A U.S. Congressional committee confirmed that Mousavian is actually free to return to Iran, but that his current relationship with Tehran remained “unclear.” The U.S. House of Representatives has been investigating why the former Iranian official was hired by the university, despite allegations of active participation in assassinations and his open support for terrorism.

A letter signed by 45 members of Congress to Princeton University President Christopher Eisgruber said, “Mousavian’s position on the faculty of Princeton for the past 15 years … raises significant concerns about the influence of foreign hostile regimes on American institutions.”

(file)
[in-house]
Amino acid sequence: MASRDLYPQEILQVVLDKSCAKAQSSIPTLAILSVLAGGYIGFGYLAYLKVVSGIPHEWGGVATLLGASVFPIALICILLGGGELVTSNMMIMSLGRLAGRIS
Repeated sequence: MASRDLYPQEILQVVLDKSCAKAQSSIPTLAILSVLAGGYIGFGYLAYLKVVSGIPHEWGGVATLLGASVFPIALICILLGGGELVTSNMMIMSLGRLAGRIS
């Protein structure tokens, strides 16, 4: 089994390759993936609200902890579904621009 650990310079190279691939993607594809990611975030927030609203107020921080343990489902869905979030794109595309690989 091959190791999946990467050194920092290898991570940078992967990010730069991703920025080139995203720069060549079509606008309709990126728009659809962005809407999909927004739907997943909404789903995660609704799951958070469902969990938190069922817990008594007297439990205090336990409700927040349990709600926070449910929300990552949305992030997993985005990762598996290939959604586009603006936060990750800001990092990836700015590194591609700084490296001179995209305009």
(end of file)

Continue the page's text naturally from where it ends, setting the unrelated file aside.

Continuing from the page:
The letter asked if Eisgruber had ever consulted with Federal officials prior to hiring Mousavian and if he was aware of any communications between him and Iranian officials.

Congress also requested a list of classes that Mousavian taught at Princeton, his teaching salary, and whether he received any gifts or funding.

Related: American College Instructors Stabbed in China

“This man represents a regime that bans its own university students from continuing higher education,” Banafsheh Zand, an Iranian American journalist, told PJ Media. 

“Now, given all the articles that have been published in major international media and blaring attention [that] Mr. Mousavian’s presence at Princeton has gotten over the past 15 years,”  Zand added, “one would think Princeton’s senior officers and board of directors would come to their senses and ask him to leave. But they haven’t and do not seem to want to! The hypocrisy and corruption is blaring,” Zand added.


Editor’s Note: An earlier version of this story incorrectly identified Seyed Hossein Mousavian as part of the faculty of Oberlin College. We apologize to our readers for this error.